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Revision as of 21:43, 27 March 2013 by Stefanct (talk | contribs) (Internal programmer improvements for complex systems)
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The flashrom project will hopefully participate in GSoC 2013 under the patronage of coreboot's GSoC administration. Depending on the number and quality of applications (for both projects) and available mentors, there will be usually one or two slots for flashrom projects. Most of the information on the coreboot site is also valid for flashrom students, please read them.

If you want to apply, it is probably a good idea to subscribe to our mailing list and take a look at our page with easy projects. You can show us that you are able to work with our codebase and/or read datasheets by solving some of the problems noted there. It is a good idea to talk to us before you start though (list items may be outdated or worked on/partially solved by someone else already for example).

The list below is an idea collection and not set in stone. If you're interested, please talk to us on the flashrom mailing list and/or on IRC irc:// and we can make them more concrete together depending on your skills and interests.

libflashrom - Multiple UIs for flashrom

libflashrom is the name for the part of flashrom's code that forms its core and should eventually be independent from any user interface. This allows easy creation of user interfaces and integration to existing applications. There exists a patch set implementing this idea by Nico Huber already, but it was not reviewed yet. It would certainly be a good starting point for anyone looking into this project.

In general implementing this idea requires the following steps:

  • code cleanup (e.g. removal of stray exit() calls and returning proper error codes instead)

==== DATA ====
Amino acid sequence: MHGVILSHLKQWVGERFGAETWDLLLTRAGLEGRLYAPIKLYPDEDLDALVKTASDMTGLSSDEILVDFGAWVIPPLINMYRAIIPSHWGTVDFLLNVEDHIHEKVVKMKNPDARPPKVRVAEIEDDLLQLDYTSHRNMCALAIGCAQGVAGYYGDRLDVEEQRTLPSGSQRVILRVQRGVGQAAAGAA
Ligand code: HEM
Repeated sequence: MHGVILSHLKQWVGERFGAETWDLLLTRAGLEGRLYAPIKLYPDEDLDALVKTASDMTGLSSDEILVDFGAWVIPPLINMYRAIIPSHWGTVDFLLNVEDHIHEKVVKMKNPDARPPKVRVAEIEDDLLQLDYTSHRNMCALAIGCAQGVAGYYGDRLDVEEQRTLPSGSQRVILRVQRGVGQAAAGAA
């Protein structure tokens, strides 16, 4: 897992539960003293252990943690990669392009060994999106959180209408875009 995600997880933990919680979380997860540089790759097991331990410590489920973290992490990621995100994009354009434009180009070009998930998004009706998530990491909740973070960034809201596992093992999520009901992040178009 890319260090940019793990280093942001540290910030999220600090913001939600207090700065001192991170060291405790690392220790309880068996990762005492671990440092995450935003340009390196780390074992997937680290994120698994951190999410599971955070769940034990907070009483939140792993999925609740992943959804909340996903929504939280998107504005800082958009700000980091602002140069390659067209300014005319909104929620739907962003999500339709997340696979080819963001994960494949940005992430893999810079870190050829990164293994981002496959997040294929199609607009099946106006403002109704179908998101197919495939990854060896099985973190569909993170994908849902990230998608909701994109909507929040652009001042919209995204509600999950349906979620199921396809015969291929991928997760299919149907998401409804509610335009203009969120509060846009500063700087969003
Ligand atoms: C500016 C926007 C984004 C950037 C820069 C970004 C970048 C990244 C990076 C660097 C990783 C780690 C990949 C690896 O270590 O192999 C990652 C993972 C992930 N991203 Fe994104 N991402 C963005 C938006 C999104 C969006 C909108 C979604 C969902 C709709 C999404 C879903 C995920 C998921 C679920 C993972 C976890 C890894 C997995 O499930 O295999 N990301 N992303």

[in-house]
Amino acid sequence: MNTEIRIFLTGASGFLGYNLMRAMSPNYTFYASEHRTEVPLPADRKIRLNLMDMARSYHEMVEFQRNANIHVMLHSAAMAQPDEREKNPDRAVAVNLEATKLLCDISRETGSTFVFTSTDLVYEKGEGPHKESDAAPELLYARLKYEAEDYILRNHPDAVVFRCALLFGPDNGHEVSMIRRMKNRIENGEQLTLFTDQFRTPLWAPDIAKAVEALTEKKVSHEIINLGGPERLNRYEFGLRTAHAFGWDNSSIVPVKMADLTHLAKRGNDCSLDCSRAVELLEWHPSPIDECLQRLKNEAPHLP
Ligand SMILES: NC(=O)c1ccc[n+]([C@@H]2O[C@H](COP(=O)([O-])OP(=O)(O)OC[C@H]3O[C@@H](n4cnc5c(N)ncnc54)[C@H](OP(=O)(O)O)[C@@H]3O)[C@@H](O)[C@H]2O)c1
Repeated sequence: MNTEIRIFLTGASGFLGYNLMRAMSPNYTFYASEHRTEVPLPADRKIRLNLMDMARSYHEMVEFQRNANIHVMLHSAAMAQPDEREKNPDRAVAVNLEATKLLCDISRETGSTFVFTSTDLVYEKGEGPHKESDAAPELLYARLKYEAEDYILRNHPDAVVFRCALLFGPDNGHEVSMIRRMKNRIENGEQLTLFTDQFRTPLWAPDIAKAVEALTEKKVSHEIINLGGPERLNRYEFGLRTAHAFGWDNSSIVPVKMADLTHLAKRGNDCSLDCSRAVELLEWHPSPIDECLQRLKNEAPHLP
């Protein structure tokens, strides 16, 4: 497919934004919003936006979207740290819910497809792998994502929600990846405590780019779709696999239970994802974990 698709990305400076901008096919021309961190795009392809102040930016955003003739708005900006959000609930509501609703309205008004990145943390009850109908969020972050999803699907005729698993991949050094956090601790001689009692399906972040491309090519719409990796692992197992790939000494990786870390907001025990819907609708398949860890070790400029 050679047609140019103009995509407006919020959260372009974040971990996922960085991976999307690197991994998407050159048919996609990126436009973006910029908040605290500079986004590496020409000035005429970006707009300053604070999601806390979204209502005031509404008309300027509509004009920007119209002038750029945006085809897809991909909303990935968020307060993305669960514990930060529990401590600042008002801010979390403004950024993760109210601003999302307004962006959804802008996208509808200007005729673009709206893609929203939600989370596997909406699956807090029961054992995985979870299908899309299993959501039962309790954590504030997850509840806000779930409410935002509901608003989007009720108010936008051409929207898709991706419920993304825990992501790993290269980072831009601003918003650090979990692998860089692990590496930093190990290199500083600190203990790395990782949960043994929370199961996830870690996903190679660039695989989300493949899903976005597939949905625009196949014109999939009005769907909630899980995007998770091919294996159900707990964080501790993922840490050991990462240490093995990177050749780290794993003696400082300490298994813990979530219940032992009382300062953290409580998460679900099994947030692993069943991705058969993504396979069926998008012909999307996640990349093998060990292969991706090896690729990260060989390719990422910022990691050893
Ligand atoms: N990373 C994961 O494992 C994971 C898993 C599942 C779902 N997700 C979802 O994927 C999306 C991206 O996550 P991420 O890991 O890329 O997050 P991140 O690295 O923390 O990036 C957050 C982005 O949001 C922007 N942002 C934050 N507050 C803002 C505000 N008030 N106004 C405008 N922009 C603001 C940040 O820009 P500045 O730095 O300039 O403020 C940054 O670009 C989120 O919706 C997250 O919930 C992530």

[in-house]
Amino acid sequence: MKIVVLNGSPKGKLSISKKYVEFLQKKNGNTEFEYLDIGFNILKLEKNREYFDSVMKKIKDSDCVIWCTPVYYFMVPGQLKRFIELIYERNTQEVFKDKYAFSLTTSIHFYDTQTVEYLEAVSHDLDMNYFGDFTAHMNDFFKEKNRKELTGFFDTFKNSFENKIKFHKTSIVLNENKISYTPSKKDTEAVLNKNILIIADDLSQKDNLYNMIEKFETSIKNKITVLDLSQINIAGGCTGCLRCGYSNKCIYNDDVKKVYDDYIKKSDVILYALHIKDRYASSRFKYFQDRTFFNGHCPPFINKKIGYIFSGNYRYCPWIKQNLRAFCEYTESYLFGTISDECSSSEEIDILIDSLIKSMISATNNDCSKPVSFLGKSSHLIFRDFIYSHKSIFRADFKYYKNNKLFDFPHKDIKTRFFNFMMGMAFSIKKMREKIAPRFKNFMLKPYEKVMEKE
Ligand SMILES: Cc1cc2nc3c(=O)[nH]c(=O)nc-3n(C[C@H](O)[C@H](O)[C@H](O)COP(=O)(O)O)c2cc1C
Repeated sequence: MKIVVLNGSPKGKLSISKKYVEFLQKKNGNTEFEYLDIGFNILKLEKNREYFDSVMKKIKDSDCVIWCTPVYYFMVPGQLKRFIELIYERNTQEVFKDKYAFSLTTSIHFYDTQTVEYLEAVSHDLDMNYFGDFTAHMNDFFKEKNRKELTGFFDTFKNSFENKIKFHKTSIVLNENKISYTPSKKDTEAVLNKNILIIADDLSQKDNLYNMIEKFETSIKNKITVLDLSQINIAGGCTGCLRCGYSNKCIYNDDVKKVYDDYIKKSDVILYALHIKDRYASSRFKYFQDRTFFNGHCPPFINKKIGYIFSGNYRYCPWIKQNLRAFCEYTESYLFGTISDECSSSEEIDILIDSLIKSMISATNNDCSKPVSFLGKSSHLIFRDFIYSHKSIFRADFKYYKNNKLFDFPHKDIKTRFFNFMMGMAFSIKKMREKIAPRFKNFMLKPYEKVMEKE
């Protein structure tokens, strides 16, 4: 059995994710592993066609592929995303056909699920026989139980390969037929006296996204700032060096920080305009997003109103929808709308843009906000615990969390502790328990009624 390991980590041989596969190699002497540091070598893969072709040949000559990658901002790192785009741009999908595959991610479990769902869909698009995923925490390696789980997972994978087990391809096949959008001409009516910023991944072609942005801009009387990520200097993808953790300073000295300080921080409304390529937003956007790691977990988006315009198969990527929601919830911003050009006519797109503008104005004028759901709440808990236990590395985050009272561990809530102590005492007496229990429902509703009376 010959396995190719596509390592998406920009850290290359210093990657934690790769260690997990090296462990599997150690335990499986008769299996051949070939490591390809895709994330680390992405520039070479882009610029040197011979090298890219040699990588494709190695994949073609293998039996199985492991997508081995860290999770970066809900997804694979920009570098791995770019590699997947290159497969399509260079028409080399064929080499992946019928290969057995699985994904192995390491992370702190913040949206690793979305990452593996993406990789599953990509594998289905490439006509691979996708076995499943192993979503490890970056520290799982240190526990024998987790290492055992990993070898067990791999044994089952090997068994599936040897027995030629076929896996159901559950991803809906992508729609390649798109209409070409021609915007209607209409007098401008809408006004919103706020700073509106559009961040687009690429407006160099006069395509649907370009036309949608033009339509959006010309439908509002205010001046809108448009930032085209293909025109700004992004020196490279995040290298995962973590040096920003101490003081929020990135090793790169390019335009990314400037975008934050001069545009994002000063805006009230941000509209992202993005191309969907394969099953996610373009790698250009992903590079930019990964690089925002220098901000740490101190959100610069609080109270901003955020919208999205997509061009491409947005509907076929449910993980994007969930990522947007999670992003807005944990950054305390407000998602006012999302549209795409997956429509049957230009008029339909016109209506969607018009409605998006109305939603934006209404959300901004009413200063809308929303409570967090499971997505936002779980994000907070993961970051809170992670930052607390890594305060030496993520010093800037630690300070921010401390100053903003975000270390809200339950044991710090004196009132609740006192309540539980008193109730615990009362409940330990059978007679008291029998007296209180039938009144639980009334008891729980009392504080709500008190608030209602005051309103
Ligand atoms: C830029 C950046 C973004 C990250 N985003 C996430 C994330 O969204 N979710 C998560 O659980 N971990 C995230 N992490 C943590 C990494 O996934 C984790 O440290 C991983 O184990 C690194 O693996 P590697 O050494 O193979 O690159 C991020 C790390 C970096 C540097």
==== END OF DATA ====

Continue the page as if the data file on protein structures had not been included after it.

• API design and implementation
    It is not enough to just separate the code from the existing user interface. There must also be added some glue code so that the separate parts can be developed independently. For example there has to be a generic way to query programmer modules for their available options so that UI code can present them to the user without knowing about that specific programmer before. You can find a few thoughts at libflashrom.

It is probably a good idea to work in parallel on a user interface so that you become aware of problems and missing API bits. Naturally the existing command line interface should continue to work (but be separated). This is also an easy way to evaluate your work. If we see that your UI code can work independent of the libflashrom code in the way it should while providing the interaction possibilities we deem(ed) useful, you have been definitely successful.

Some obvious UI ideas are:

  • flashrom TUI (text mode user interface) (for command line and flashrom-as-payload)
  • flashrom GUI (graphics mode user interface) (should be cross-platform, has been tried a few times and may be based on those attempts)

There have been a number of attempts to create a flashrom GUI, but Qflashrom is probably the only one of interest for you.

Design and implementation of a native USB flashing protocol

All existing free USB-based flash programmers have a very naive interface. The SPI programmers usually act as a simple USB to SPI bridge, mostly tunneling the plain SPI traffic via a USB communications device class (CDC) aka. RS-232 tunnel. Since USB communication has rather long round trip times this has some performance disadvantages. It would be much more elegant to tell the programmer what to do more abstractedly instead of sending it the complete flash protocol communication contents which just needs to be forwarded to the chip. This requires a lot of knowledge at the external programmer though because much of what flashrom does needs to be done by its firmware. Adding an instruction set interpreted by the programmer might help to keep the complexity within sane bounds. You can find some preliminary design ideas about such a protocol by Peter Stuge in his git repo. A programmer based on some embedded platform (e.g. an ARM cortex-m board) should be built utilizing the protocol to evaluate the performance and implementation effort.

ROM image parsing and preparation